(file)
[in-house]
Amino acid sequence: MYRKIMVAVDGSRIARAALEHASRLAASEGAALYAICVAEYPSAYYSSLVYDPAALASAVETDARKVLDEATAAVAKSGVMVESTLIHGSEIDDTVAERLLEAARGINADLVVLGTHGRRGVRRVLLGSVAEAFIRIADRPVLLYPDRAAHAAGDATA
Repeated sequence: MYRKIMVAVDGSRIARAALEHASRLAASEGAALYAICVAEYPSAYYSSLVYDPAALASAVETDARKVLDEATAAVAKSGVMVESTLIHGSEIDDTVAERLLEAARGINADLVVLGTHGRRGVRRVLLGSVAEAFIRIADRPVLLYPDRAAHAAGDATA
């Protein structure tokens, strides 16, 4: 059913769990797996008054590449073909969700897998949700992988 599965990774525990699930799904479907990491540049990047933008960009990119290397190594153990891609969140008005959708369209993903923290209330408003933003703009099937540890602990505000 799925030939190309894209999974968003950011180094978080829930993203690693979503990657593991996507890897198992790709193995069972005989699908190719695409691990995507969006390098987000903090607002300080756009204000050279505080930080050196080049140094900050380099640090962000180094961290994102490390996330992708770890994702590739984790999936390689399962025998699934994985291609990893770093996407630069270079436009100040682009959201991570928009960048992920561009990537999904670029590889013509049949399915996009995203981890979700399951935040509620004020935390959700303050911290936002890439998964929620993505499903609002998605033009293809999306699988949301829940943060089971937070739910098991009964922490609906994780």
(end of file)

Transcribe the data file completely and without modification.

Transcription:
[in-house]
Amino acid sequence: MYRKIMVAVDGSRIARAALEHASRLAASEGAALYAICVAEYPSAYYSSLVYDPAALASAVETDARKVLDEATAAVAKSGVMVESTLIHGSEIDDTVAERLLEAARGINADLVVLGTHGRRGVRRVLLGSVAEAFIRIADRPVLLYPDRAAHAAGDATA
Repeated sequence: MYRKIMVAVDGSRIARAALEHASRLAASEGAALYAICVAEYPSAYYSSLVYDPAALASAVETDARKVLDEATAAVAKSGVMVESTLIHGSEIDDTVAERLLEAARGINADLVVLGTHGRRGVRRVLLGSVAEAFIRIADRPVLLYPDRAAHAAGDATA
């Protein structure tokens, strides 16, 4: 059913769990797996008054590449073909969700897998949700992988 599965990774525990699930799904479907990491540049990047933008960009990119290397190594153990891609969140008005959708369209993903923290209330408003933003703009099937540890602990505000 799925030939190309894209999974968003950011180094978080829930993203690693979503990657593991996507890897198992790709193995069972005989699908190719695409691990995507969006390098987000903090607002300080756009204000050279505080930080050196080049140094900050380099640090962000180094961290994102490390996330992708770890994702590739984790999936390689399962025998699934994985291609990893770093996407630069270079436009100040682009959201991570928009960048992920561009990537999904670029590889013509049949399915996009995203981890979700399951935040509620004020935390959700303050911290936002890439998964929620993505499903609002998605033009293809999306699988949301829940943060089971937070739910098991009964922490609906994780």